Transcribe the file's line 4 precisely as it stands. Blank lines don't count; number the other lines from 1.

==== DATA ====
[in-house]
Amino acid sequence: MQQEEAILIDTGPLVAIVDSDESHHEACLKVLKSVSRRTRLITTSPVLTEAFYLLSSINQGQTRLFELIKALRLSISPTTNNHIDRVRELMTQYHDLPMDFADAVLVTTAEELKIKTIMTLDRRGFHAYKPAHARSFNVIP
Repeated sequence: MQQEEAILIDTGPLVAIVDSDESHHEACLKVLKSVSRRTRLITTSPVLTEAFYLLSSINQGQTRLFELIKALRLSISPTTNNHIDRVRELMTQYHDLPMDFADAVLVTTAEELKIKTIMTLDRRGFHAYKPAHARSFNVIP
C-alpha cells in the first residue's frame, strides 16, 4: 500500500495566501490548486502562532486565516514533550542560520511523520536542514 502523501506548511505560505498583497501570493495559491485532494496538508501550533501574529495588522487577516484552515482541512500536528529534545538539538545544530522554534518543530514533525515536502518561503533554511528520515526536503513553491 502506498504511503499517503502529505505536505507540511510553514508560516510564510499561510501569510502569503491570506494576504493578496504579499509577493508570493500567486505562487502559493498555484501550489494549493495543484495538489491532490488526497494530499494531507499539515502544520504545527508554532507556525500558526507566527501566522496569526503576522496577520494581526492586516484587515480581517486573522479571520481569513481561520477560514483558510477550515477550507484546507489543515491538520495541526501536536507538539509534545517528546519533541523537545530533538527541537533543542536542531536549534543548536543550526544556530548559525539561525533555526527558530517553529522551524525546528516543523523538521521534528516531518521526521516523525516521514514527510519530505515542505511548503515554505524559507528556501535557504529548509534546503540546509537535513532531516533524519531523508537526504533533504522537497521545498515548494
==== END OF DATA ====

C-alpha cells in the first residue's frame, strides 16, 4: 500500500495566501490548486502562532486565516514533550542560520511523520536542514 502523501506548511505560505498583497501570493495559491485532494496538508501550533501574529495588522487577516484552515482541512500536528529534545538539538545544530522554534518543530514533525515536502518561503533554511528520515526536503513553491 502506498504511503499517503502529505505536505507540511510553514508560516510564510499561510501569510502569503491570506494576504493578496504579499509577493508570493500567486505562487502559493498555484501550489494549493495543484495538489491532490488526497494530499494531507499539515502544520504545527508554532507556525500558526507566527501566522496569526503576522496577520494581526492586516484587515480581517486573522479571520481569513481561520477560514483558510477550515477550507484546507489543515491538520495541526501536536507538539509534545517528546519533541523537545530533538527541537533543542536542531536549534543548536543550526544556530548559525539561525533555526527558530517553529522551524525546528516543523523538521521534528516531518521526521516523525516521514514527510519530505515542505511548503515554505524559507528556501535557504529548509534546503540546509537535513532531516533524519531523508537526504533533504522537497521545498515548494